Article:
The biggest allure of a visit to France for me is her array of neighbourhood markets. And Paris is undoubtedly a mecca for market enthusiasts, boasting more than 80 of them, some covered and permanent, and most temporary roving markets – called marchés volants – sprouting up a few days a week.
Our Sunday morning starts with a short metro ride to Cité – the island from where the first Celtic settlement grew into Roman Lutetia. And later, very much later, into the metropolis as we know it today.
The earliest recorded markets were located here, with income from taxes on produce, shared proportionately by the King and Bishop of the time. In 1322 legislation was passed specifying their working hours. And by the 14th century these specialist markets became an intrinsic part of French society, as deduced by the shopping list provided in Le Menagier de Paris, ‘a good wife’s guide‘ written by a 60 year old man for his 14 year old bride!!
Just above the Cité station is the Marché aux fleurs, that is said to have continuously existed for 200 years! On Sundays this transforms into a bird market – Marché aux Oiseaux – whose frantic, shrieking little birds in cages are more tragic than pleasing. So we hurry on to another market in the Bastille area.
Steps away from the Colonne de Juillet, the Marché Bastille, doesn’t disappoint. Stretching several blocks into boulevard Richard Lenoir, almost up to the Bréguet Sabin stop, this market is quintessentially French. Bursting with colour and convivial chatter. Filled with effortlessly elegant people. And their dogs! And stalls laden with delicious, honest, heartwarming food.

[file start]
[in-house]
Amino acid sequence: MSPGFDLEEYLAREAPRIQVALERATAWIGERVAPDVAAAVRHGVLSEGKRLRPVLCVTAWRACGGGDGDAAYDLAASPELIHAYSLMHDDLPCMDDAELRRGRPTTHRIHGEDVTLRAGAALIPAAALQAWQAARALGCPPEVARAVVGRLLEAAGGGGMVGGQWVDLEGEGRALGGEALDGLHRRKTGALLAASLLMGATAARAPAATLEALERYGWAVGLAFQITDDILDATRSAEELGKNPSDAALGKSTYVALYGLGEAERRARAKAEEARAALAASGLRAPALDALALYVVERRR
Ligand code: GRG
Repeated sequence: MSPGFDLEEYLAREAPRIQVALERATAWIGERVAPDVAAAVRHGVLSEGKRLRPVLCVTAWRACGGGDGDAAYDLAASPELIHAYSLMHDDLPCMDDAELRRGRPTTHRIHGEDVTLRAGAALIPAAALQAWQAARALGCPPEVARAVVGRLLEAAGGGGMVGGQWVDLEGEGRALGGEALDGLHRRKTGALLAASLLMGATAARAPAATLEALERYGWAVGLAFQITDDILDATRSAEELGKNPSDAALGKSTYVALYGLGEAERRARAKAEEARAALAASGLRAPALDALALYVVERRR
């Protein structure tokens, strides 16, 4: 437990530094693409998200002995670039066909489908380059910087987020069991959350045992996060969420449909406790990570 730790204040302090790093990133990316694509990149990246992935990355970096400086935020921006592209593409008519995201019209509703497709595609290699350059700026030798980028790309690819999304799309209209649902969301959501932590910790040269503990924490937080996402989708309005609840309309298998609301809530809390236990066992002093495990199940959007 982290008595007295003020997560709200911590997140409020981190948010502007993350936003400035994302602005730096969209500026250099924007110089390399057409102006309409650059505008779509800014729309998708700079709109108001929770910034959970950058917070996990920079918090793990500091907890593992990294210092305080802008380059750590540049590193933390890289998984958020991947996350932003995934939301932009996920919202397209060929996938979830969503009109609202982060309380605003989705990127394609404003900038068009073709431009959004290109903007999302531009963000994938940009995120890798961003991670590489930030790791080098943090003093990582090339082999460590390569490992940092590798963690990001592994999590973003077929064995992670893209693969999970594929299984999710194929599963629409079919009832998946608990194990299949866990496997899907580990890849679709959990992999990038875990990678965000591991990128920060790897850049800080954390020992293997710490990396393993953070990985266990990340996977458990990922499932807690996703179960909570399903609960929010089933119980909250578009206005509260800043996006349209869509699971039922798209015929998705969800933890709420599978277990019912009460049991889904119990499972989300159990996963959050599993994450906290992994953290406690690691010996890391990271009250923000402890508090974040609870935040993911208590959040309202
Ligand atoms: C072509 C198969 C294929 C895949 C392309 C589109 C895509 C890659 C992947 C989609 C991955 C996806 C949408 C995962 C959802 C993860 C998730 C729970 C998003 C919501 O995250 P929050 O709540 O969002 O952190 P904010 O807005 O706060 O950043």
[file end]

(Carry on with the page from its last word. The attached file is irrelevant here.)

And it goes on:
We regret the early hour. Too early for lunch anyway. But it is the perfect time to catch a glimpse of local life. The interactions of regulars with their favourite vendors and the smiling, chatty vendors themselves. (Incidentally, we are yet to met a snooty Parisian. )
Next neighbourhood stop: OberKampf. For coffee and millefeuille at Jacques Genin. If you haven’t tasted Genin’s millefeuille, (apologies for demolishing half of it before I remembered my camera.) you need to get on that flight to Paris NOW.
And for his melt in the mouth caramels. Divine doesn’t begin to describe them. Be warned though. That coffee doesn’t come cheap. Take-out might be a good idea if you are conserving euros, but getting to use the swank toilet kind of evens it out for me.
A short stroll down rue Charlot and we are on rue de Bretagne at the nondescript entrance to Marché couvert des Enfants Rouges, named after an orphanage whose little inmates once wore red uniforms. Reputed to be the oldest surviving market in Paris, this is a smaller, covered market open six days a week, with space for sit down meals.
Our Moroccan chicken and couscous is made more enjoyable by the lively local Sunday brunch crowd, but we can’t seem to get those poulet roti’s and potatoes out of our heads. This day should ideally have been planned in reverse. But we had been worried about missing out on people watching at the Bastille market if we went too late.
With dessert and lunch out of the way, we walk past the lovely little Square du Temple to the Musée des Arts et Métiers. A delightful treasure trove of the earliest scientific instruments, mechanics, transport and computation objects. Even an original model of the Statue of Liberty by Auguste Bartholdi! And yet another replica of Foucault’s Pendulum (Just can’t seem to figure out where the original is!)
Next on to the whimsical metro stop of the same name just outside the entrance….
….and off at the next for a panoramic view of the city from atop the Beaubourg Museum, also known as the Centre Georges Pompidou.
The Picassos, Kadinskys, Matisses do not disappoint either.
Then back again on the metro to our hotel near Saint Paul for much needed rest and freshening up, before an enchanting concert inside this Gothic chapel, surrounded by stunning, iridescent stained glass.
We didn’t do too badly did we?